Unfortunately, even the vast majority of people who have the get-up-and-go to implement this learning process tend to skip this last step. The problem is, arguably, it’s the most important of them all if you truly want to learn music production, or conquer any other pursuit.
DO NOT SKIP THIS STAGE.
I repeat: do not skip this last stage in the process! Without evaluating your work, you won’t move forward effectively, you won’t improve your skills as quickly and the first three stages will have been almost entirely pointless.
It’s essential to review your mixes because you need to understand what’s working well and what’s not working so well in order to move forward and further develop your skills.
Every time you practice, you need to allocate a little time to review your outcomes and evaluate the positives and negatives. What worked well? Where is there still room for improvement?
Every time you address an issue, you should work on this in your next track to improve. Then, evaluate again, adjust and practice, evaluate, adjust and practice…and so on.
Deliberate practice can only work effectively if it’s accompanied by reflection and review. Without knowing what to practice when, you’re not going to get very far.
There’s no need to worry, though, this process isn’t complicated. Reviewing and reflecting on your work can simply take the form of a few notes, analysing where you might improve. You can then adjust and optimise your approach with each new practice session.
It’s also very important to highlight what’s working well in your tracks. Not only is this cause for celebration, it’s also key to know what’s positive so that you can double down on these techniques going forward.
Tips for effective reflection
The act of reflection in itself takes practice, and it can seem like a real chore when you’re just starting. However, stick at it and it gets easier and easier, almost to the point of becoming second nature.
Reflection is a skill just like any other, so take your time with it. Below are a number of tips that I’ve learned over the years that will help you to optimise your process and save a lot of time if followed correctly.
1) Take a break
First of all, it can be really useful to leave some time between practice and review, especially when mixing. It’s a good idea to give your ears a break and get away from the track for a short while to regain perspective.
Returning to the track the next day, or even a week later, can often be very beneficial in gaining a more objective view of your mix.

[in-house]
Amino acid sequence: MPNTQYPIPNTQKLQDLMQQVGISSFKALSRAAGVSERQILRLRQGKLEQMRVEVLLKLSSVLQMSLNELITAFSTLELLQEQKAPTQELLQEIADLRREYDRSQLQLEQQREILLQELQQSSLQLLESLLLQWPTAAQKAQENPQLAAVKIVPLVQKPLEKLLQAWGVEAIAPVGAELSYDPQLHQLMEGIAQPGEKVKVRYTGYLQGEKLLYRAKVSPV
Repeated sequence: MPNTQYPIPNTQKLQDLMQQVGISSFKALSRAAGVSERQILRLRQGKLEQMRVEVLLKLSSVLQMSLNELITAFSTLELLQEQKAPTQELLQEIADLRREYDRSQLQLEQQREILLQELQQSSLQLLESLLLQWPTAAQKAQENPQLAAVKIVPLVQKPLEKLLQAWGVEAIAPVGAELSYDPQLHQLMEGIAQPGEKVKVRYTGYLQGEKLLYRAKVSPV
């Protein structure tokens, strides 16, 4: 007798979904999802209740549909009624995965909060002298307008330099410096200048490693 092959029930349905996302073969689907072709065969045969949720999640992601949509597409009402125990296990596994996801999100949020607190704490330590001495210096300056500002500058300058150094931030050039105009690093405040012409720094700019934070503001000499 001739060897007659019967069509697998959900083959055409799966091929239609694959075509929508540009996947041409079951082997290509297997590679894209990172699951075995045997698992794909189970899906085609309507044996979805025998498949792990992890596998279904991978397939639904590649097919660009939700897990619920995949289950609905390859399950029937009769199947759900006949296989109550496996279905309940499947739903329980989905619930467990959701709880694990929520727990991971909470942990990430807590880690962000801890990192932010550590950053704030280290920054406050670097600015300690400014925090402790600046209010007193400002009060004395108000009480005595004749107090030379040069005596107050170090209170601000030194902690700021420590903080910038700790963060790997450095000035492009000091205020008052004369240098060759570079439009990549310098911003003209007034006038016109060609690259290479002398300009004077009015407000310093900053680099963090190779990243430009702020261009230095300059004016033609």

2) Listen broadly
On that note, it’s important that you develop your analytical ear and your ability to truly listen objectively. If you write and produce your own music, your impression of it can be highly coloured by the time you sit down to mix and it’s key to bear this in mind.
When reviewing your work, start out broadly and try as much as possible to put yourself in the position of the first-time listener. Play back the track and take as many notes as possible – the first listen is key as it’s at this point that you’ll be the most instinctive. Listen to the mix as a whole and play the track a second time if needed.
3) Listen in detail
Once your gut reaction has been captured, you can afford to go into greater depth. The problems outlined in stage 2 of the process become your marking criteria. Based on the issues that you have already diagnosed, listen more closely to individual elements within the mix to review how successfully you have improved.
After 3-4 listens you should have a good amount of notes detailing what’s working and what’s not, and you can reflect on the level of progression from previous practice sessions.
4) Compare with reference tracks
To help maintain objectivity, I highly recommend using reference tracks. Comparing your music to commercial tracks throughout this process is essential to keep a level head, maintain perspective and avoid wasting time.
5) Seek feedback
In addition to self-evaluation, seeking feedback from others can have enormous benefits and is one of the best possible ways to improve your skills.
Obtaining critique from friends, peers and professionals is worth its weight in gold. It’s important to respect the opinions of others and to take it on board, whether or not you agree with it.
If you are going to seek feedback from friends, make sure that you can trust their opinion and that they will remain objective. While it feels great to have friends and family members compliment your mixes, it’s not particularly useful. Get objective critiques that you can trust.
Back to the drawing board
Once you’ve completed your evaluation, you’re ready to head back to stage 1! You can now adjust and refine your plan for deliberate practice to continue to improve.
Rinse and repeat to learn music production as fast as possible
Hopefully you can see that by consistently honing your strengths, developing your weaknesses and adjusting your techniques each time, your learning will be greatly accelerated.
Most people don’t even think about what they actually want to achieve, let alone put in place a strategic system to improve. By doing so, you’ll immediately be ahead of the pack.
One of the biggest reasons that people don’t plan or their progress plateaus is because they over-complicate the process. The key is to make things as simple and as manageable as possible.
At each stage, try limiting yourself to working on improving just one element at a time. One outcome is easy to measure and easier to improve upon, leading to a greater sense of achievement and a higher degree of motivation to continue.To improve as fast as possible, focus on ONE thing at a time.Click To Tweet